Many California cities have made significant strides in moving people from streets and shelters into safe, stable housing. The Los Angeles Housing Services Authority, buoyed by fresh state and local funds approved by voters, estimated that it was able to place more than 20,000 people experiencing homelessness into housing in 2019.
So why did L.A. County’s homeless population still grow by 13% between 2019 and 2020? Because an estimated 82,000 residents simultaneously lost a place to live, according to the Los Angeles Homeless Services Authority. San Francisco officials say for every homeless person they house, another three fall into homelessness. Much to the chagrin of local politicians trying to prove taxpayer money is being spent effectively, new shelters and supportive housing will have trouble making a dent in visible homelessness unless the spigot is plugged in the first place.
States and local governments across the country (including California) are devoting a rising share of homelessness resources to prevention strategies. These include:
- Eviction protections and emergency rental assistance: A statewide eviction moratorium in response to the COVID-19 pandemic banned landlords from kicking out tenants over missed rent payments. That was extended twice during 2021, in January and again in June, preventing an unknown number of displacements, while thousands still fell through the cracks. In October, eviction protections were mostly lifted, leaving a vacuum that tenant advocates worry will lead to increased homelessness. To help keep tenants housed and landlords paid, the state has been slowly distributing $5.2 billion of federal funds, prioritizing tenants earning 30% of the area median income.
- Ongoing eviction counseling: Being evicted — forcibly removed from an apartment — can lead to devastating family housing instability. An eviction record also makes it exceedingly difficult to find rental housing. The Newsom administration set aside $51 million in this year’s budget for community-based organizations to offer eviction and foreclosure counseling, and another $80 million from federal coronavirus funds for the same purpose. But much to advocates’ chagrin, Newsom vetoed a bill that would have set up an ongoing funding stream for legal service organizations to provide this type of assistance.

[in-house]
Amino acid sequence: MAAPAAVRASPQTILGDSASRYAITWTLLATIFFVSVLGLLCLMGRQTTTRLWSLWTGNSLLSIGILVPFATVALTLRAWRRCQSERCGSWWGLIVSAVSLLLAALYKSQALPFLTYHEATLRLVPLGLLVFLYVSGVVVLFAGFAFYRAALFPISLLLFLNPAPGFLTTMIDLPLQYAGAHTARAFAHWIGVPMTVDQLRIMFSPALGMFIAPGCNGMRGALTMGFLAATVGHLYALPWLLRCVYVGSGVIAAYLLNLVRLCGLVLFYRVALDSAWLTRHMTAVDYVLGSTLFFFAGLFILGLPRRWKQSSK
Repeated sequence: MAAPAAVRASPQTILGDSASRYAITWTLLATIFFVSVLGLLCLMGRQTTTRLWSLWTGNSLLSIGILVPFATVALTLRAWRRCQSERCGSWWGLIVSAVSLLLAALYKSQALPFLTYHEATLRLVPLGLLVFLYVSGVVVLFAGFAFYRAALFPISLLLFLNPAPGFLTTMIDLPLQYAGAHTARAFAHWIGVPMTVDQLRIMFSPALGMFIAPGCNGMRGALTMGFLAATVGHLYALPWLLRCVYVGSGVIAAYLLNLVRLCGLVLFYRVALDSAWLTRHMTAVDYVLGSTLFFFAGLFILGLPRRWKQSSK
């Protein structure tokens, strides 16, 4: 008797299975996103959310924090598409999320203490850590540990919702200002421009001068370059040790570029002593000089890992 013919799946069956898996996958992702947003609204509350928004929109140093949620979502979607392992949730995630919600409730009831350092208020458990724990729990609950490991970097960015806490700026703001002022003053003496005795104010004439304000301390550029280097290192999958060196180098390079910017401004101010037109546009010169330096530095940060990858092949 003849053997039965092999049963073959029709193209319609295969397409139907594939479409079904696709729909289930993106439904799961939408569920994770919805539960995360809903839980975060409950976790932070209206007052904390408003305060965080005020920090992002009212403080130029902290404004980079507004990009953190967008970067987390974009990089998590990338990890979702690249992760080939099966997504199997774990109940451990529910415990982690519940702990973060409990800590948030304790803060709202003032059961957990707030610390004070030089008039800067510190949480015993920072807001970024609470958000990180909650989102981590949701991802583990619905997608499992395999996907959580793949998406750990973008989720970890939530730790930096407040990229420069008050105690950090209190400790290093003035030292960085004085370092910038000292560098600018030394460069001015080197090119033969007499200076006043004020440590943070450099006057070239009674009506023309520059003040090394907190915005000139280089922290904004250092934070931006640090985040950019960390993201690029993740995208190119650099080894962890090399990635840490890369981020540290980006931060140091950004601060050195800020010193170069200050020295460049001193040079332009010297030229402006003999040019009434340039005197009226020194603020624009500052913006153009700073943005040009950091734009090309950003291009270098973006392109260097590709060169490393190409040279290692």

- Diversion and rapid re-housing: Quickly connecting individuals who just lost their home with a new one is one of the most cost effective ways of preventing long-term homelessness. In rapid re-housing programs, people teetering on the verge of homelessness or new to a shelter are often provided a security deposit, first month's rent (or more), and connected to a landlord with an immediate vacancy.
Is it legal for someone to sleep on the sidewalk or other public property?
A landmark federal court decision says yes — if there aren't shelter beds available. Allowed to stand by the Supreme Court in late 2019, the Ninth Circuit Court of Appeals ruled in Martin vs City of Boise that ticketing, arresting or otherwise criminalizing people living outside violates constitutional protections against cruel and unusual punishment. Several California cities and counties filed amicus briefs urging the Supreme Court to reverse the decision, arguing it would hamstring efforts to clear homeless encampments that posed serious public health and safety risks.